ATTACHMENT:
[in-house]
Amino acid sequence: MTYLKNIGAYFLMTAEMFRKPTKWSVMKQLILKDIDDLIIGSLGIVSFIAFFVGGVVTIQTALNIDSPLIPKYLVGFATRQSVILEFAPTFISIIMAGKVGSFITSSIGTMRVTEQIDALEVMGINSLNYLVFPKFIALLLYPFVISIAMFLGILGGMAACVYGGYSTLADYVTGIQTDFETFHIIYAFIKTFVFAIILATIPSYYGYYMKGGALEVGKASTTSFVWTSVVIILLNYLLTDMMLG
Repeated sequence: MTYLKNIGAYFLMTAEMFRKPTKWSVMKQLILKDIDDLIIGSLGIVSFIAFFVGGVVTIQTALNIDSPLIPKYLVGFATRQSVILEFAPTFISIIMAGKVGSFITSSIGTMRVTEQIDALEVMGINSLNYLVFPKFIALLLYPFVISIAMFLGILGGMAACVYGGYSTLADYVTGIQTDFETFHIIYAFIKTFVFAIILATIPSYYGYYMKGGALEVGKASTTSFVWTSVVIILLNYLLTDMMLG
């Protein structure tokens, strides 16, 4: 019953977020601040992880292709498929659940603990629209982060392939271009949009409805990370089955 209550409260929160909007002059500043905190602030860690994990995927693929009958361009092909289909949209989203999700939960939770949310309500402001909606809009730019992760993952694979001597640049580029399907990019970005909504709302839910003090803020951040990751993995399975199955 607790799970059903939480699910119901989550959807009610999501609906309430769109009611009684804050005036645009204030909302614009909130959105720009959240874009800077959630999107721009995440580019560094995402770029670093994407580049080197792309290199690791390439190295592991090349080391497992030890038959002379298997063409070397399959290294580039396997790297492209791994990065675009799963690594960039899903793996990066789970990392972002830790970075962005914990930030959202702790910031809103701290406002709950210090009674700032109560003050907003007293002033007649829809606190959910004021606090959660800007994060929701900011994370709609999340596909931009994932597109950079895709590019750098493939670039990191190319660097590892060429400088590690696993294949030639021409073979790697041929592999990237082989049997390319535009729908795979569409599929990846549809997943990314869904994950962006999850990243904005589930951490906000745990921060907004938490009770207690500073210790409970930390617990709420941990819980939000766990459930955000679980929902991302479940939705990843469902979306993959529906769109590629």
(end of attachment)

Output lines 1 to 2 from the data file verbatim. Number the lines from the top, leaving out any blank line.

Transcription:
[in-house]
Amino acid sequence: MTYLKNIGAYFLMTAEMFRKPTKWSVMKQLILKDIDDLIIGSLGIVSFIAFFVGGVVTIQTALNIDSPLIPKYLVGFATRQSVILEFAPTFISIIMAGKVGSFITSSIGTMRVTEQIDALEVMGINSLNYLVFPKFIALLLYPFVISIAMFLGILGGMAACVYGGYSTLADYVTGIQTDFETFHIIYAFIKTFVFAIILATIPSYYGYYMKGGALEVGKASTTSFVWTSVVIILLNYLLTDMMLG